Criticism and the Color Line: Desegregating American Literary Studies

By Henry B. Wonham | Go to book overview

"Who I Was": Ethnic Identity and American Literary Ethnocentrism

I want to start by recounting two far-flung moments in American ethnic history. The second is from Booker T. Washington--the first is more recent. It comes from the New York Times News Service, February 2, 1994, the day after Deval Patrick was appointed assistant attorney general for civil rights. I offer it as a pointedly concentrated rendering of a familiar piece of the cultural liturgy. "Patrick's entire life," the Times intones, "has been one of overcoming obstacles. His rise from poverty to success is the kind of story that even some conservatives would cheer."1 The significance of this formula is precisely in its brevity. Its short-hand and unselfconscious reference to terms that are elaborated in countless texts, and its deliberate association of those terms with "conservative," which is to say self-consciously "American," identities suggest how thoroughly settled these terms are, by now, in our vocabularies. Only the barest hint is necessary since the operative language is so deeply embedded in the cultural code.

The generic story of self creation in America condensed by the Times is a simple and familiar one. A boy is born into obscure poverty.2 But, taking full advantage of such opportunities as life offers, and by dint of native abilities, hard work, and good character, he leaves his low past behind and achieves the solid American success he had barely dreamed for himself. The potency of this script is reflected in its broad use--so common as to seem almost natural, a cultural habit, a routine. As the official organizing interpretation and shaping ideal for numberless American narratives from Franklin's fragmented "Memoirs" to Nixon's, it has remained so powerful in our culture--even long after it had been made an object of parody by the militantly disillusioned like Nathaniel West--precisely because it embodies in individual terms the past and future of the nation. Patrick's appointment is so resonant because it encourages us to associate that promise of personal success and fufillment with a "civil right."

The second incident, from near the end of Booker T. Washington's work of automythography, Up from Slavery, relates what I take to be the defining moment of the book.3 Traveling by train in Georgia, Washington is invited to sit with two white Bostonian women of his acquaintance in a car full of white Georgia men. To Washington's discomfort and the obvious dismay of the Georgians, one of the women orders a meal, and, unable to get away, Washington rushes through his dinner under the glare of Southern eyes. Afterwards, Washington moves apprehensively to the smoking car to find out how things stand. But, once there,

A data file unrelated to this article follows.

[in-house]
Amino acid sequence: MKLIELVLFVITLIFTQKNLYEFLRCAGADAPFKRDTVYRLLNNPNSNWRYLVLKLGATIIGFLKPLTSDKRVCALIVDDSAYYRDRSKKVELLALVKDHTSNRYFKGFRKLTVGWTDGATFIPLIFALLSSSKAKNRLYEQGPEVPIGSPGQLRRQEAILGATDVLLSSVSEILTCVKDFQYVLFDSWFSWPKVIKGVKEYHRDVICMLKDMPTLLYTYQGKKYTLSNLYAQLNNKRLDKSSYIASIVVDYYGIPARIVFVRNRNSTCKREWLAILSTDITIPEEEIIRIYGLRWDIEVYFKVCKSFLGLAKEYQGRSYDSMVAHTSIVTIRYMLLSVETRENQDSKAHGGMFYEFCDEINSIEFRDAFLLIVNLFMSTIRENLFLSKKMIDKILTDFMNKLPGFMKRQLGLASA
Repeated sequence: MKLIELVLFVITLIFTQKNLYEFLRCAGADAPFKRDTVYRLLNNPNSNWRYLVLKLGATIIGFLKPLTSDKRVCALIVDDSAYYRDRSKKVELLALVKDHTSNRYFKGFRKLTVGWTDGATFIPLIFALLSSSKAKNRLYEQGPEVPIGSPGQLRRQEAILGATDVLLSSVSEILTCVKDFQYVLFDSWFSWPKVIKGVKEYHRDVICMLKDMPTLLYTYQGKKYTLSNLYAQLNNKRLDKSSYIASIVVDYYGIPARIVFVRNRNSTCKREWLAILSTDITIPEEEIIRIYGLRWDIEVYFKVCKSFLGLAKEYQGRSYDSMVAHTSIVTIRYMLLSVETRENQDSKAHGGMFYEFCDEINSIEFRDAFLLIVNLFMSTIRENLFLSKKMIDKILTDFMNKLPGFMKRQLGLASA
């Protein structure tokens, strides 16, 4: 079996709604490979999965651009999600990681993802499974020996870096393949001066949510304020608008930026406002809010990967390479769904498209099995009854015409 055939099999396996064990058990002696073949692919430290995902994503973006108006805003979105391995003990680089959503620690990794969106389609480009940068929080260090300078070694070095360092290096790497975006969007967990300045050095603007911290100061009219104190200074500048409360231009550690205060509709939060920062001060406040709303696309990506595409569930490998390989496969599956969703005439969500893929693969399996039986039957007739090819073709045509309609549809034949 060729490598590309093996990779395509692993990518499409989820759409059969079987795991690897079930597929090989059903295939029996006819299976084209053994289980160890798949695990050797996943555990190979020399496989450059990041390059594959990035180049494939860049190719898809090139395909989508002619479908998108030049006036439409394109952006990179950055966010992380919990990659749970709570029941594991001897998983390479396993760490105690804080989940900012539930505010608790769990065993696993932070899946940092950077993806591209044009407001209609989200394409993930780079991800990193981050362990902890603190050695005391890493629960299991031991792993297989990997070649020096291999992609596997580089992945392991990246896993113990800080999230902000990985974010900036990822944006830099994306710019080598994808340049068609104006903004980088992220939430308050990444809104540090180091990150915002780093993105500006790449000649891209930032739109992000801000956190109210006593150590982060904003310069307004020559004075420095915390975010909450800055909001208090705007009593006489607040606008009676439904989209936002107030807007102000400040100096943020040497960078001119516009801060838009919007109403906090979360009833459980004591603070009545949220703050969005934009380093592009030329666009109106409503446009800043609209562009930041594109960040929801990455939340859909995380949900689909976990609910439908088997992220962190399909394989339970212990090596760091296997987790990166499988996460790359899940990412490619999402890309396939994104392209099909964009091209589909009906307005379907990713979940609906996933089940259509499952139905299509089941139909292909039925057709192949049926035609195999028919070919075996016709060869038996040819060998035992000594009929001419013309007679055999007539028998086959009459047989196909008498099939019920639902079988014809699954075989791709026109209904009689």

-43-

Notes for this page

Add a new note
If you are trying to select text to create highlights or citations, remember that you must now click or tap on the first word, and then click or tap on the last word.
One moment ...
Default project is now your active project.
Project items

Items saved from this book

This book has been saved
Highlights (0)
Some of your highlights are legacy items.

Highlights saved before July 30, 2012 will not be displayed on their respective source pages.

You can easily re-create the highlights by opening the book page or article, selecting the text, and clicking “Highlight.”

Citations (0)
Some of your citations are legacy items.

Any citation created before July 30, 2012 will labeled as a “Cited page.” New citations will be saved as cited passages, pages or articles.

We also added the ability to view new citations from your projects or the book or article where you created them.

Notes (0)
Bookmarks (0)

You have no saved items from this book

Project items include:
  • Saved book/article
  • Highlights
  • Quotes/citations
  • Notes
  • Bookmarks
Notes
Cite this page

Cited page

Style
Citations are available only to our active members.
Sign up now to cite pages or passages in MLA, APA and Chicago citation styles.

(Einhorn, 1992, p. 25)

(Einhorn 25)

1

1. Lois J. Einhorn, Abraham Lincoln, the Orator: Penetrating the Lincoln Legend (Westport, CT: Greenwood Press, 1992), 25, http://www.questia.com/read/27419298.

Cited page

Bookmark this page
Criticism and the Color Line: Desegregating American Literary Studies
Table of contents

Table of contents

Settings

Settings

Typeface
Text size Smaller Larger Reset View mode
Search within

Search within this book

Look up

Look up a word

  • Dictionary
  • Thesaurus
Please submit a word or phrase above.
Print this page

Print this page

Why can't I print more than one page at a time?

Full screen
/ 300

matching results for page

Cited passage

Style
Citations are available only to our active members.
Sign up now to cite pages or passages in MLA, APA and Chicago citation styles.

"Portraying himself as an honest, ordinary person helped Lincoln identify with his audiences." (Einhorn, 1992, p. 25).

"Portraying himself as an honest, ordinary person helped Lincoln identify with his audiences." (Einhorn 25)

"Portraying himself as an honest, ordinary person helped Lincoln identify with his audiences."1

1. Lois J. Einhorn, Abraham Lincoln, the Orator: Penetrating the Lincoln Legend (Westport, CT: Greenwood Press, 1992), 25, http://www.questia.com/read/27419298.

Cited passage

Thanks for trying Questia!

Please continue trying out our research tools, but please note, full functionality is available only to our active members.

Your work will be lost once you leave this Web page.

For full access in an ad-free environment, sign up now for a FREE, 1-day trial.

Already a member? Log in now.